By Rebecca Cantrell
Hannah Vogel does manage to infiltrate the cult of all cults: the Nazi party. Let’s run through the cult checklist: overbearing leader, fanatical devotion, mind control, serious consequences if you leave, questions or doubts strongly discouraged. Yes, on all counts.
So, how did she do it? It helped that she looked like their ideal. She has the protective camouflage of blond hair and blue eyes. And, as a woman, she’s not taken seriously enough. Luckily.
The second step was picking a strong ally within the group. She partnered with Lars Lang, a high ranking SS officer. He was already accepted by the group, so she got a de facto acceptance too. This got her past the initial hurdles, but not without a cost. Lars is not always the easiest guy to work with: his loyalties are complex, he runs the risk of being found out himself, and the stress of living a double life cause him to act unpredictably, sometimes dangerously.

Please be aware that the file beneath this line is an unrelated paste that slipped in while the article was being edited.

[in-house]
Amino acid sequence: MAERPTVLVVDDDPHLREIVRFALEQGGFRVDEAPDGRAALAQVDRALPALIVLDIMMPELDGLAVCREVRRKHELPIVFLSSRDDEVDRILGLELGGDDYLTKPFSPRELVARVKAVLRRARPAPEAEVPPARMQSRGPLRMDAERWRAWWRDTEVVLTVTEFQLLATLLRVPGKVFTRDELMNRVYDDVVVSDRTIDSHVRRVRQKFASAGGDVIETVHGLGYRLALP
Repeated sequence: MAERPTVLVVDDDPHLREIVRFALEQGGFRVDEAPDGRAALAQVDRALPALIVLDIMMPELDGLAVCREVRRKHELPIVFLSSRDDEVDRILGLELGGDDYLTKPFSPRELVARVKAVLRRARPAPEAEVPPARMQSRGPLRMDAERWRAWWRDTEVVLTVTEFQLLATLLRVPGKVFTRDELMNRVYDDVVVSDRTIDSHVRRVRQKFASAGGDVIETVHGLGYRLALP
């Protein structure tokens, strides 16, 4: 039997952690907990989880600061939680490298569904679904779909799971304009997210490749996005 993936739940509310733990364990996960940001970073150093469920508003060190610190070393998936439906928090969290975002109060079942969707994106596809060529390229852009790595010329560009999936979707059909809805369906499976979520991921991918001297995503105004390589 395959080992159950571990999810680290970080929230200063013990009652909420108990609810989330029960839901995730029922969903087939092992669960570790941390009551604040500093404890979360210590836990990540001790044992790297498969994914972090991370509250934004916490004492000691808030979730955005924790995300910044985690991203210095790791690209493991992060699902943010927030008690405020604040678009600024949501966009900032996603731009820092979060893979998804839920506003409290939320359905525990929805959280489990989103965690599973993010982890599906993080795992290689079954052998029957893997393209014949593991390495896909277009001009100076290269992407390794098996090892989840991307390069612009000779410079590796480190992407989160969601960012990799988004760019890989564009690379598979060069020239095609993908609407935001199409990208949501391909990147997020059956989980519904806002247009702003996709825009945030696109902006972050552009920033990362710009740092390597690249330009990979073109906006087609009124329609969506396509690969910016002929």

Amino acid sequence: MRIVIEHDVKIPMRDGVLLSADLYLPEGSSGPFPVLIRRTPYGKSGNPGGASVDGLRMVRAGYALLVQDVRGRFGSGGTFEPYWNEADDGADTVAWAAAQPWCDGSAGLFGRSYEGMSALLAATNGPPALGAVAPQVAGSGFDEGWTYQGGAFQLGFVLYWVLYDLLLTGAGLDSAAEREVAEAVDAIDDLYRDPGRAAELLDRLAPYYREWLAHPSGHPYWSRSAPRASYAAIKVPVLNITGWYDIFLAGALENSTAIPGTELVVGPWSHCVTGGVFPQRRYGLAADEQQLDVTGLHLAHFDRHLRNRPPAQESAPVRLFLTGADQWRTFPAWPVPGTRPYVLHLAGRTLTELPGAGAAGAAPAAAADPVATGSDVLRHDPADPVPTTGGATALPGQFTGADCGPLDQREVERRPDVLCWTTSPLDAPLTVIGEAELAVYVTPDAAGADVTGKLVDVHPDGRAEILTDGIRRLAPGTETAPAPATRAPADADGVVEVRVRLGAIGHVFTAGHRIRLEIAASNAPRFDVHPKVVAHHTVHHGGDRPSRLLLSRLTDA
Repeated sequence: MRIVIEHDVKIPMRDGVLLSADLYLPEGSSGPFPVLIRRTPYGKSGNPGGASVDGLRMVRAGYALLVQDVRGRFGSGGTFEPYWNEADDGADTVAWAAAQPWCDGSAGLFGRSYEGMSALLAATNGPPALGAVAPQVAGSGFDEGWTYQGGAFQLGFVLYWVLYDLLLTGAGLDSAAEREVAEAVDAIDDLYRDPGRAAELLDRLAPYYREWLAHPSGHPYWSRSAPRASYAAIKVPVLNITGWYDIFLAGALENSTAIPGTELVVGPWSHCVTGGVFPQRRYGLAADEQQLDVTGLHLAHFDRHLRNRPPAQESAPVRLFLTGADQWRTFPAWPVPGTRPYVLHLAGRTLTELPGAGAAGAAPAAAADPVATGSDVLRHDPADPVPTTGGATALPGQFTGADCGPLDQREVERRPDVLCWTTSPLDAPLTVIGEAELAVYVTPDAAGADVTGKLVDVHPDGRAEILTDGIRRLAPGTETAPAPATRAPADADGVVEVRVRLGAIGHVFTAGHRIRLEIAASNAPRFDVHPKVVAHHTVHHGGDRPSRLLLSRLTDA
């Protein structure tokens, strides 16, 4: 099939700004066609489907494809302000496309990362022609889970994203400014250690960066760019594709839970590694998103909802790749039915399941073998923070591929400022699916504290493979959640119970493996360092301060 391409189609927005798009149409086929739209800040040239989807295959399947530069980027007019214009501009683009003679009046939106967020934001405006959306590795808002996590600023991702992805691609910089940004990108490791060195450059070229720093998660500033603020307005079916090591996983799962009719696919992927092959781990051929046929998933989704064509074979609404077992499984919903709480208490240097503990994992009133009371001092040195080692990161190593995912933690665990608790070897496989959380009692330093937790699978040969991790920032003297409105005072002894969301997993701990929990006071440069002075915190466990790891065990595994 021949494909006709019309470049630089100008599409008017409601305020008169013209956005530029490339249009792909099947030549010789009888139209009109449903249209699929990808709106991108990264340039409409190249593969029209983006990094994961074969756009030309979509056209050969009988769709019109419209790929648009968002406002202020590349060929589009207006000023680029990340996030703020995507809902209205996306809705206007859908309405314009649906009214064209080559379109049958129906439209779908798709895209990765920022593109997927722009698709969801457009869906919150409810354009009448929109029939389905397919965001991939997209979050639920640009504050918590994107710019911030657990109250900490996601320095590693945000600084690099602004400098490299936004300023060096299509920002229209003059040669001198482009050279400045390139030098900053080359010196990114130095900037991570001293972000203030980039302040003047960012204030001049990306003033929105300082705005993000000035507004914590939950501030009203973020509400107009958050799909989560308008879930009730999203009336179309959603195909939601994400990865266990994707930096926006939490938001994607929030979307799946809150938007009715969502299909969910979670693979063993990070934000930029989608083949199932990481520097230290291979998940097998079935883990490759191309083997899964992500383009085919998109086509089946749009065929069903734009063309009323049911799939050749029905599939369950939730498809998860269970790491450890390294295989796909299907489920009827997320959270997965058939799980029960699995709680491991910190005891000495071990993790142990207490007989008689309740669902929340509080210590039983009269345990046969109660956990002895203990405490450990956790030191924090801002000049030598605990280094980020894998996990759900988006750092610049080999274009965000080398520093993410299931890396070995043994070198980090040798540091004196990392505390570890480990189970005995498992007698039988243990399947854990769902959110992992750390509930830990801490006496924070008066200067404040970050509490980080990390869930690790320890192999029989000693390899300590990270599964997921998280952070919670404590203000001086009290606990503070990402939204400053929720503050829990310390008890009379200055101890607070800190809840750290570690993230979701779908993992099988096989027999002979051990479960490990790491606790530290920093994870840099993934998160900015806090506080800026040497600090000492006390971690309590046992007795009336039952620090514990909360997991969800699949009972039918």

After that it was a matter of having strong nerves in difficult situations, learning to lie, and developing the ability to parrot back Nazi ideology with a straight face.
All those things served her well in “A Trace of Smoke,” “A Night of Long Knives,” and “A Game of Lies.” But in next year’s book, “A City of Broken Glass,” all those factors work against her.
Being Hannah is tough work.